Houston, We Have a Problem

“Houston, we have a problem.” [1]

I watched Hurricane Harvey approach along with my fellow Americans and the rest of the world. Harvey’s Category 4 storm winds devastated Houston, Texas, America’s fourth-largest city. Experts estimate the costs to clean up and rebuild the city at a staggering $75 billion. [2]

Photos of destroyed homes, flooded streets and ruined businesses filled the media. When I watched and listened to footage of interviews with the locals, I had a strange déjà vu.

  • “I know it’s not a safe place to be, but … I don’t know where else I can go.”
  • “I was scared. I’ve seen a lot of things but that terrified me.”
  • “I just lost everything I worked for. Everything. The only thing I got are the clothes on my back.”
  • “We just had to go.”
  • “If they don’t restore power and water for three to six weeks, we have no choice but to leave.”
  • “It’s important for individuals, particularly that are in shelters, to let their family know that they’re safe and well and where they’re at.”
  • “If my kids are safe, my husband is safe, the dogs are with us, who cares.”
  • “There’s no way to get our family out.”

I listened as a young man carrying a small child told reporters that both his home and workplace had been destroyed. He needed shelter and a job, and was afraid he wasn’t going to be able to support his two-year-old daughter. [3]

These quotes come from the survivors of Hurricane Harvey. I’ve heard them before, word for word. These are the interviews I watch on the German nightly news with refugees fleeing Afghanistan, Sudan, Syria, Iraq. These are the stories of the two asylum seekers I massaged to treat their trauma.

The hundreds of thousands Texans and, later, Floridians who were forced out by Hurricanes Harvey and Irma aren’t all that different from the families escaping war zones. It is devastating when your home is gone. William “Brock” Long, administrator of the Federal Emergency Management Agency, says “We used to look at citizens as disaster victims. Now they’re looked at as what we call disaster survivors.”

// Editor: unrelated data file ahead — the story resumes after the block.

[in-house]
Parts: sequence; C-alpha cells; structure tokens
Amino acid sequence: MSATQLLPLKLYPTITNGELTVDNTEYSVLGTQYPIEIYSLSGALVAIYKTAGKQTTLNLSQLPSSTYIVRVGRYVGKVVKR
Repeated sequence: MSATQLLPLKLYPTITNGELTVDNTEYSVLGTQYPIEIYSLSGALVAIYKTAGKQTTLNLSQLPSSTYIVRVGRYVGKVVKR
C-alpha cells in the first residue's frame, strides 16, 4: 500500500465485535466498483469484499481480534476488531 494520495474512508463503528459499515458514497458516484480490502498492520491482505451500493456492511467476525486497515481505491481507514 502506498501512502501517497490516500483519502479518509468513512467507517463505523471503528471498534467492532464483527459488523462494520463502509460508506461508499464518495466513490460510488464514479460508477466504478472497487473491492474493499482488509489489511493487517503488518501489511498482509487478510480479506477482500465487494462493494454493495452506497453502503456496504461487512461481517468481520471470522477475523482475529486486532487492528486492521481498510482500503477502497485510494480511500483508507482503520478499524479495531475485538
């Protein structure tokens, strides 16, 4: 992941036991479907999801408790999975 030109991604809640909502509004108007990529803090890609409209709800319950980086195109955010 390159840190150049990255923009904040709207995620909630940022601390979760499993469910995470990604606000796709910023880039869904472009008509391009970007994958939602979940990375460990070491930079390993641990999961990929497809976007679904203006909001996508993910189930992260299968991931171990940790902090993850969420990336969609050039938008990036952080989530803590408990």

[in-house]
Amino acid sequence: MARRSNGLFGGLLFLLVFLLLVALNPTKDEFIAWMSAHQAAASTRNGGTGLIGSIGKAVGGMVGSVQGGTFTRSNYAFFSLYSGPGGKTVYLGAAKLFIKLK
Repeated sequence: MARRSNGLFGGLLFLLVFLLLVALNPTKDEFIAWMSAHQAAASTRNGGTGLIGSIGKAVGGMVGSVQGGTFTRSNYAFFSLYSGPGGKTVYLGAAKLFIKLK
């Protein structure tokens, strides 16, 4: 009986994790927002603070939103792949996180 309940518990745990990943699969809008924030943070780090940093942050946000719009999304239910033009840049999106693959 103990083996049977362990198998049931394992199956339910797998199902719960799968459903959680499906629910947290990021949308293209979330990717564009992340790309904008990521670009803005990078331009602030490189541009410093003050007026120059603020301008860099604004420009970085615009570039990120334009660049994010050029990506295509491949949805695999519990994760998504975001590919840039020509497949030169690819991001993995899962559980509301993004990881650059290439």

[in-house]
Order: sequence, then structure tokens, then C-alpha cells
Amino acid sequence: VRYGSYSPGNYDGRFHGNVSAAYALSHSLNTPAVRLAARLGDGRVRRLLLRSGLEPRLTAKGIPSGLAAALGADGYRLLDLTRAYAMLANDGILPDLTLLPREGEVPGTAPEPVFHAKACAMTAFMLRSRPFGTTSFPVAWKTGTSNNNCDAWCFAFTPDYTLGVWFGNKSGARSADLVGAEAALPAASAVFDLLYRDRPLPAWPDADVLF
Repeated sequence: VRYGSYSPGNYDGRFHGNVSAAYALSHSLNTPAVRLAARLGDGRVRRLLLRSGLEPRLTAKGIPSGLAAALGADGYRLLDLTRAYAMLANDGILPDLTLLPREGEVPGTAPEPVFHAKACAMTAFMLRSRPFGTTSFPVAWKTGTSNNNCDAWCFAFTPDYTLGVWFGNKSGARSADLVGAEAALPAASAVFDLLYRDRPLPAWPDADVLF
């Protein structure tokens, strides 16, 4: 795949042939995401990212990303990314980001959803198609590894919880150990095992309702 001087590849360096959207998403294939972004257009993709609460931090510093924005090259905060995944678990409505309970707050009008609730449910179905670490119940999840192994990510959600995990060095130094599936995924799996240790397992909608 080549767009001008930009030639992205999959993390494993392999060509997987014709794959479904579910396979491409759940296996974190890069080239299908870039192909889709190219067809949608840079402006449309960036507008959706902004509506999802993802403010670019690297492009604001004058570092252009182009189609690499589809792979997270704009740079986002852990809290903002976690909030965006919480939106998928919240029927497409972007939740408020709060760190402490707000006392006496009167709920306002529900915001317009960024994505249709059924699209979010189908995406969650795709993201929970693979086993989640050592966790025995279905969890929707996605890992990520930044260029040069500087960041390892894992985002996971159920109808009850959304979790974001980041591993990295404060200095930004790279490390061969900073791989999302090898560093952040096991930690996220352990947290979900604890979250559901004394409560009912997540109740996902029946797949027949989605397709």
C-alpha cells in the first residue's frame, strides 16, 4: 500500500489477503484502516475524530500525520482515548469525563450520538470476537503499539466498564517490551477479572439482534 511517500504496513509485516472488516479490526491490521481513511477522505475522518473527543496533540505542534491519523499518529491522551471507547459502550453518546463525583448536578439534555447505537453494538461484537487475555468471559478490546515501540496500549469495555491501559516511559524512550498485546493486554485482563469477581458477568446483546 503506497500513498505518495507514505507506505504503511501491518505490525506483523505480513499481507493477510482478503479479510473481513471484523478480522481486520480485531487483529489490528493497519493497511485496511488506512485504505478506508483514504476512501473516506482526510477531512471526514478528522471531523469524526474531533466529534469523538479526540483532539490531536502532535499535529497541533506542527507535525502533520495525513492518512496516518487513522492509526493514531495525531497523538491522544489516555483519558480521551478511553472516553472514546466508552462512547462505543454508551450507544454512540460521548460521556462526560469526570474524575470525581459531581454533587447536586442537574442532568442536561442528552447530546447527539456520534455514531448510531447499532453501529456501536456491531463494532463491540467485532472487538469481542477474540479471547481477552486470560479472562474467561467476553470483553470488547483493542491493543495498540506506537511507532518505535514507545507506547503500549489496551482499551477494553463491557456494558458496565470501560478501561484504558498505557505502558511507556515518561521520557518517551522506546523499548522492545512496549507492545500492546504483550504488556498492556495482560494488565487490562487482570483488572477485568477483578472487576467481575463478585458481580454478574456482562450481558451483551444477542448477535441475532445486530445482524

I’m not sure what conclusions (if any) to draw from the many similarities. Perhaps it’s that we’re all connected. Suffering is not limited to any one region or situation. Regardless of nationality, race, or religion, I hope our compassion is universal. Let’s extend it to families everywhere who lost all they had and now struggle to rebuild their lives.

As a survivor bravely added, “Life still goes on.”

NOTES: © Jadi Campbell 2017. [1] Phrases.org.uk  [2] “Moody’s Analytics, a New York-based financial analysis company, has pegged the destruction to southeast Texas, which includes the Rockport area where Harvey made landfall, as of mid-morning Aug. 29 at about $75 billion, covering homes, vehicles, businesses, infrastructure and lost economic output. Homes and vehicles alone in the region are expected to suffer about $30 billion to $40 billion in damage, according to an email from a Moody’s representative. Regional businesses could see up to $15 billion in damage.” Bizjournals.com [3] Quotes gathered from The Washington Post, Daily Mail UK, Caller Times, Houston Chronicle and personal interviews.